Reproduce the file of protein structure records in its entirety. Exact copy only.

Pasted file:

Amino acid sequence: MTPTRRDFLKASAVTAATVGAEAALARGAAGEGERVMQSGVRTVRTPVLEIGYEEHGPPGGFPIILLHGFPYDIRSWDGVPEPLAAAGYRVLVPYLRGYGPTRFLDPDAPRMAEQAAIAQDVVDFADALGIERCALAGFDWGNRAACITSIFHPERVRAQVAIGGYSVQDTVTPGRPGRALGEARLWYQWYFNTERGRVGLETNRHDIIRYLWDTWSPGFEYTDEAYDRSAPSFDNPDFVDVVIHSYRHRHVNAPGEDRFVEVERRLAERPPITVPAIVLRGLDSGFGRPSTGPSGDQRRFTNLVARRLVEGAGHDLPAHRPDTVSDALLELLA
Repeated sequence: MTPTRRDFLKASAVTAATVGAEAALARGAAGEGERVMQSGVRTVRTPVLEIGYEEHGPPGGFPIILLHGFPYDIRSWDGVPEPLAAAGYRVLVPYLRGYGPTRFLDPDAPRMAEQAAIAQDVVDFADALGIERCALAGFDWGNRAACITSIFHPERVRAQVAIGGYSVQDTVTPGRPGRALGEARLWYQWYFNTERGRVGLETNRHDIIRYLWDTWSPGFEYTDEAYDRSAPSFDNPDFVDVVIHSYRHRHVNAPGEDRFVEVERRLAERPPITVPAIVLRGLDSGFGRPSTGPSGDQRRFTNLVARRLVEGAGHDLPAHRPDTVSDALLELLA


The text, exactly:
Amino acid sequence: MTPTRRDFLKASAVTAATVGAEAALARGAAGEGERVMQSGVRTVRTPVLEIGYEEHGPPGGFPIILLHGFPYDIRSWDGVPEPLAAAGYRVLVPYLRGYGPTRFLDPDAPRMAEQAAIAQDVVDFADALGIERCALAGFDWGNRAACITSIFHPERVRAQVAIGGYSVQDTVTPGRPGRALGEARLWYQWYFNTERGRVGLETNRHDIIRYLWDTWSPGFEYTDEAYDRSAPSFDNPDFVDVVIHSYRHRHVNAPGEDRFVEVERRLAERPPITVPAIVLRGLDSGFGRPSTGPSGDQRRFTNLVARRLVEGAGHDLPAHRPDTVSDALLELLA
Repeated sequence: MTPTRRDFLKASAVTAATVGAEAALARGAAGEGERVMQSGVRTVRTPVLEIGYEEHGPPGGFPIILLHGFPYDIRSWDGVPEPLAAAGYRVLVPYLRGYGPTRFLDPDAPRMAEQAAIAQDVVDFADALGIERCALAGFDWGNRAACITSIFHPERVRAQVAIGGYSVQDTVTPGRPGRALGEARLWYQWYFNTERGRVGLETNRHDIIRYLWDTWSPGFEYTDEAYDRSAPSFDNPDFVDVVIHSYRHRHVNAPGEDRFVEVERRLAERPPITVPAIVLRGLDSGFGRPSTGPSGDQRRFTNLVARRLVEGAGHDLPAHRPDTVSDALLELLA